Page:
A Pier production for BBC Radio 4.

20160915

20160915

Sir David Attenborough considers whether new evidence will help a once widely ridiculed theory of human origins move towards to mainstream acceptance.

In 1960, the eminent Oxford marine biologist Sir Alister Hardy proposed a revolutionary idea - our human ancestors had started their existence not on the wide savannahs of Africa, but had become accustomed to living alongside water, swimming and diving in the shallows, collecting the abundant food and learning to use language and fashion tools. Hardy asserted that this adaptation to living at the waterside would also account for a whole range of peculiarities about the human form, including the layers of fat beneath the skin, the relative lack of body-hair, the development of language and speech, and what has been called our 'runaway brains'.

Perhaps surprisingly, it was a screenwriter rather than a scientist, Elaine Morgan, who took up Hardy's theory and, for over 40 years, progressively refined the evidence for the idea. Most mainstream paleo-anthropologists ridiculed and rejected the Hardy-Morgan thesis for decades, but some influential scientists asked for the proposal to be approached with an open mind.

Sir David Attenborough first considered the controversial theory on Radio 4 in 2004. In this new series of two programmes, The Waterside Ape, he brings us up to date with the story and the evidence put forward since then - both for the hypothesis and also for its continuing detractors.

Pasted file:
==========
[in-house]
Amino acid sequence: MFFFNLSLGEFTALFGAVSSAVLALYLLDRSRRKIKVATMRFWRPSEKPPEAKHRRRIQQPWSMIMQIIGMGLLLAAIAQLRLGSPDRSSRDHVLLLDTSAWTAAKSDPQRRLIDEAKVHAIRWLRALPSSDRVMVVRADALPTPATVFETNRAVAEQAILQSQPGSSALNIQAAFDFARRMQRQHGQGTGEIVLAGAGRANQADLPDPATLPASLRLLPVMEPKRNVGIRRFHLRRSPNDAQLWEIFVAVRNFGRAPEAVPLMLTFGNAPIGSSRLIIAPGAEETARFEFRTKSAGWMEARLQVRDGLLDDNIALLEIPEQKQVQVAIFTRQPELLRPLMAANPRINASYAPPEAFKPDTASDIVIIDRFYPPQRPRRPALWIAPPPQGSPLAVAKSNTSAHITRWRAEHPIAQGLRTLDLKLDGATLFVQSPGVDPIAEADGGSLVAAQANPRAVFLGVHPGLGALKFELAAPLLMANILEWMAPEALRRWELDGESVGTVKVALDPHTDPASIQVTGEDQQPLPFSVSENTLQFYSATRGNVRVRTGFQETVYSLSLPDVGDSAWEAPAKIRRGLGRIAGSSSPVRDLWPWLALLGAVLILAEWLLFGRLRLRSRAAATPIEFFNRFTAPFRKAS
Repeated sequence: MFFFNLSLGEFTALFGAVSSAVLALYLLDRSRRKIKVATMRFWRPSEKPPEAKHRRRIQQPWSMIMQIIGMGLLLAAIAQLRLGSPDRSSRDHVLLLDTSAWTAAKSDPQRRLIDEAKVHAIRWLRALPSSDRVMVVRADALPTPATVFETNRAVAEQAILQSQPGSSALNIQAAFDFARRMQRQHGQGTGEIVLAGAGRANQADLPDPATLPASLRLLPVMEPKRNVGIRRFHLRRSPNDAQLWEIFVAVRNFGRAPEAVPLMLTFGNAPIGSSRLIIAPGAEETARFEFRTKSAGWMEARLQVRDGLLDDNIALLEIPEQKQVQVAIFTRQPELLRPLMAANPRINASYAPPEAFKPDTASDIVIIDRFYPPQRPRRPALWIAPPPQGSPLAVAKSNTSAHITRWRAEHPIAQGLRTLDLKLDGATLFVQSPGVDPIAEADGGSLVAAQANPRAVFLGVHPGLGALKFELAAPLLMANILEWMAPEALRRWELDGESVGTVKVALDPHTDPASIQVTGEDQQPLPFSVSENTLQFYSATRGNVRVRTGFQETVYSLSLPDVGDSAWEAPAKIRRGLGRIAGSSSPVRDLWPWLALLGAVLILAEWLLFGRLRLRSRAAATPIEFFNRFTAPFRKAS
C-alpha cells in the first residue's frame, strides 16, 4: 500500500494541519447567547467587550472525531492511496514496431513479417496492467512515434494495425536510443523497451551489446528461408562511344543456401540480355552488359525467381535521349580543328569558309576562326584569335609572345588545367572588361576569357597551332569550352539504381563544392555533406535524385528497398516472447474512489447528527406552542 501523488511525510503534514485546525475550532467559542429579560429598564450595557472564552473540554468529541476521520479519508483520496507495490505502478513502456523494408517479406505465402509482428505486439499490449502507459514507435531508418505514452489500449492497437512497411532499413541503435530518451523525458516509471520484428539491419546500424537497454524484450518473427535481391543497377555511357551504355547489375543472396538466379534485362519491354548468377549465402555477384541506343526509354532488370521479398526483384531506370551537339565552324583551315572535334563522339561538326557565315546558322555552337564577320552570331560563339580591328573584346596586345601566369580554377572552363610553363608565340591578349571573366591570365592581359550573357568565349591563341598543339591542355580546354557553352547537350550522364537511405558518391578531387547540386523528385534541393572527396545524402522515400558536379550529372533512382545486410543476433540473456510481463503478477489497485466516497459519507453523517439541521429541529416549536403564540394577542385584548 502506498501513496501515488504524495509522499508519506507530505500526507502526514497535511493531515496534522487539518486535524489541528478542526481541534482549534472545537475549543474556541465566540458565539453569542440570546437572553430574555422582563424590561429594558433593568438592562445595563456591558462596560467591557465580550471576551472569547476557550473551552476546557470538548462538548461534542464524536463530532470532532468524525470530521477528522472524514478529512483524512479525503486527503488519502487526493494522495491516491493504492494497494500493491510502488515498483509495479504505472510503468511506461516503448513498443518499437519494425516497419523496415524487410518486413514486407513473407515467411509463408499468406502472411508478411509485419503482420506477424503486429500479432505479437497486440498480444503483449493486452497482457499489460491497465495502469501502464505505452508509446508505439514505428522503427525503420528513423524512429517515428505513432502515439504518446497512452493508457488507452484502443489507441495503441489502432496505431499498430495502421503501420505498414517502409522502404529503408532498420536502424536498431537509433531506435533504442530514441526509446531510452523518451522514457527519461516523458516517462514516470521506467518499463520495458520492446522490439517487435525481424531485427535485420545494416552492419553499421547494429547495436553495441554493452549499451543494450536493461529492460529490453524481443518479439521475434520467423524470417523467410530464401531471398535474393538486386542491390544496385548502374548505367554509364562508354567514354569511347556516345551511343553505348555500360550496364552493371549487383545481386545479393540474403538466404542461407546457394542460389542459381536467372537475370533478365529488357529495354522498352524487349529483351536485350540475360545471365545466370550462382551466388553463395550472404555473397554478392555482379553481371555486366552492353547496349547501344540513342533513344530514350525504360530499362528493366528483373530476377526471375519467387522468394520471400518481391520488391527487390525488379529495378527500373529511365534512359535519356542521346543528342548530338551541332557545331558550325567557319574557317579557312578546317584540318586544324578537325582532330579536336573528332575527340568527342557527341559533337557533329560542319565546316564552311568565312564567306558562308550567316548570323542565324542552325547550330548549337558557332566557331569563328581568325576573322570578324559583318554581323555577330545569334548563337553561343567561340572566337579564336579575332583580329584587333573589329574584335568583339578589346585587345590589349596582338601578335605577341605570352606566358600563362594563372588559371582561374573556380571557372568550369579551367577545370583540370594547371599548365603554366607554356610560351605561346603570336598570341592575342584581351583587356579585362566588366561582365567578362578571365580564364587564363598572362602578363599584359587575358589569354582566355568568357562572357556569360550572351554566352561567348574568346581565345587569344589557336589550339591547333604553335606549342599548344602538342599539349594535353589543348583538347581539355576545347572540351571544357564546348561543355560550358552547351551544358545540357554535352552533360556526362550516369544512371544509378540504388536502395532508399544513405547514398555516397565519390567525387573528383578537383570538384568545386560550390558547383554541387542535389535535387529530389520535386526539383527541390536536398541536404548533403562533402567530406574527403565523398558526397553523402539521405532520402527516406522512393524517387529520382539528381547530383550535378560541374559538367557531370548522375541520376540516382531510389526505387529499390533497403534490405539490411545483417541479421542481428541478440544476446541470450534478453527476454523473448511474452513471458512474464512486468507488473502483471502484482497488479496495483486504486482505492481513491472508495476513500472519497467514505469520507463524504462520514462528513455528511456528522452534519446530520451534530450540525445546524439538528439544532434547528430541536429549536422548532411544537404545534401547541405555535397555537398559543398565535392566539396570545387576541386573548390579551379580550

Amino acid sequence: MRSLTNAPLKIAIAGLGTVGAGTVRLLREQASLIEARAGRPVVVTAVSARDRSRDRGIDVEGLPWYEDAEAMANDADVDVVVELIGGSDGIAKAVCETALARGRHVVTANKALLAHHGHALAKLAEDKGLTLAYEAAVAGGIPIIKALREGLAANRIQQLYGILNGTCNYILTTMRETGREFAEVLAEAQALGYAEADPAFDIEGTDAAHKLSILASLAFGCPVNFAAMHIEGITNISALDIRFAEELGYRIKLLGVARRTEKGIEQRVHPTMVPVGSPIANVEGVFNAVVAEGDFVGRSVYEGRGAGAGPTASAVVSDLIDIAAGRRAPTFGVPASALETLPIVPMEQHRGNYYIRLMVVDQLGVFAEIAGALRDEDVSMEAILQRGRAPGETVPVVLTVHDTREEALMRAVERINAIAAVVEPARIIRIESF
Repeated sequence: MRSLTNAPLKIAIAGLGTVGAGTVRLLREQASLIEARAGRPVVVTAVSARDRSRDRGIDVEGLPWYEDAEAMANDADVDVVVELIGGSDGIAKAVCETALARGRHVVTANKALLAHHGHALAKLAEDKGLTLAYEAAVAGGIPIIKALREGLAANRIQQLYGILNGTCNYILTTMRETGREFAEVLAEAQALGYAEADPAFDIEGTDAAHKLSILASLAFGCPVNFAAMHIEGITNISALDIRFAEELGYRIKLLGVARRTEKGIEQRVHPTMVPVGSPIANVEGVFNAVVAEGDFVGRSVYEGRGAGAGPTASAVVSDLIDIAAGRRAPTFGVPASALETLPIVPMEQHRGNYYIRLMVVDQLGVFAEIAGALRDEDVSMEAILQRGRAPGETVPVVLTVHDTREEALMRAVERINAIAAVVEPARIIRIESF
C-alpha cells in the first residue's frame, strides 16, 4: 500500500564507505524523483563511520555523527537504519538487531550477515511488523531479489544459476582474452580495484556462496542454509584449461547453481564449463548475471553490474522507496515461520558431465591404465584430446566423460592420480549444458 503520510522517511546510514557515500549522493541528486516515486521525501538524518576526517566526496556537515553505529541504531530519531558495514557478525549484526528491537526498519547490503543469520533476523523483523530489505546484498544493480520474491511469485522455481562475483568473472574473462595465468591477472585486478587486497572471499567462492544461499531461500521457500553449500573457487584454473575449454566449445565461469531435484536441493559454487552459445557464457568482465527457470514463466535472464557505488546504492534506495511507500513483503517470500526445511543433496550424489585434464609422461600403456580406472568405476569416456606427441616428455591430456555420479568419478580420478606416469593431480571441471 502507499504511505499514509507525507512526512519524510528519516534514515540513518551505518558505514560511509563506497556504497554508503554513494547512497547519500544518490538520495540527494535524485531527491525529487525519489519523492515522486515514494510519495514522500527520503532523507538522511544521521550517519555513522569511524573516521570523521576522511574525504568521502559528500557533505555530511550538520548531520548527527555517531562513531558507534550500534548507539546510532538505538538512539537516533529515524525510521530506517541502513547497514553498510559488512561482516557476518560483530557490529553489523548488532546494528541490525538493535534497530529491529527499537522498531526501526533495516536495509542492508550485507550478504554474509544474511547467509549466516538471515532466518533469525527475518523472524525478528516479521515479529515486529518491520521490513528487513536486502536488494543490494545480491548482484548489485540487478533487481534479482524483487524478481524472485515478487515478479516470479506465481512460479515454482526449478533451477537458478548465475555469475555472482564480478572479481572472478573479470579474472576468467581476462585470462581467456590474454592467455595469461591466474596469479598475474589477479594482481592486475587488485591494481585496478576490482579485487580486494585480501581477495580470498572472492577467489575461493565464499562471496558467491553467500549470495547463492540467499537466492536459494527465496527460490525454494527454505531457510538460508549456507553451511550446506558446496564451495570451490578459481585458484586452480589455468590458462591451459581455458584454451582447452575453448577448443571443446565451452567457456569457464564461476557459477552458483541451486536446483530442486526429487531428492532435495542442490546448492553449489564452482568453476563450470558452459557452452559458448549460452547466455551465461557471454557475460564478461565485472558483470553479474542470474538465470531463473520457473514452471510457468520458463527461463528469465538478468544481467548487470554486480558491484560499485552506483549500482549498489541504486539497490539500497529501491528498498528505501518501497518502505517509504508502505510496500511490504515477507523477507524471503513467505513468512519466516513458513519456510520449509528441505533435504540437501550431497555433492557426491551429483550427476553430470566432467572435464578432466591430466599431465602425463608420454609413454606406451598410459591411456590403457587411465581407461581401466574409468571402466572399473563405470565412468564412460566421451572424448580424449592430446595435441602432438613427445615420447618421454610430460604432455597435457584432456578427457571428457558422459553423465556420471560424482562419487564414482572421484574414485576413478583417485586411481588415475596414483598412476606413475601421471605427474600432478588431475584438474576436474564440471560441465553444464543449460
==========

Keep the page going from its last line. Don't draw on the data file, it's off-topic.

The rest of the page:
Back in 2004, Sir David asked Elaine Morgan how long it would take for the aquatic adaptation theory to become a mainstream account of human origins. She answered, "I'll give it ten years." As we review the new evidence, has she been proved right?

Producer: Richard Collins

A Pier production for BBC Radio 4.

20160915

Sir David Attenborough examines new evidence on a controversial theory of human origins.

20160915

Sir David Attenborough examines new evidence on a controversial theory of human origins.

Sir David Attenborough considers whether new evidence will help a once widely ridiculed theory of human origins move towards to mainstream acceptance.

In 1960, the eminent Oxford marine biologist Sir Alister Hardy proposed a revolutionary idea - our human ancestors had started their existence not on the wide savannahs of Africa, but had become accustomed to living alongside water, swimming and diving in the shallows, collecting the abundant food and learning to use language and fashion tools. Hardy asserted that this adaptation to living at the waterside would also account for a whole range of peculiarities about the human form, including the layers of fat beneath the skin, the relative lack of body-hair, the development of language and speech, and what has been called our 'runaway brains'.

Perhaps surprisingly, it was a screenwriter rather than a scientist, Elaine Morgan, who took up Hardy's theory and, for over 40 years, progressively refined the evidence for the idea. Most mainstream paleo-anthropologists ridiculed and rejected the Hardy-Morgan thesis for decades, but some influential scientists asked for the proposal to be approached with an open mind.

Sir David Attenborough first considered the controversial theory on Radio 4 in 2004. In this new series of two programmes, The Waterside Ape, he brings us up to date with the story and the evidence put forward since then - both for the hypothesis and also for its continuing detractors.

Back in 2004, Sir David asked Elaine Morgan how long it would take for the aquatic adaptation theory to become a mainstream account of human origins. She answered, "I'll give it ten years." As we review the new evidence, has she been proved right?

Producer: Richard Collins

A Pier production for BBC Radio 4.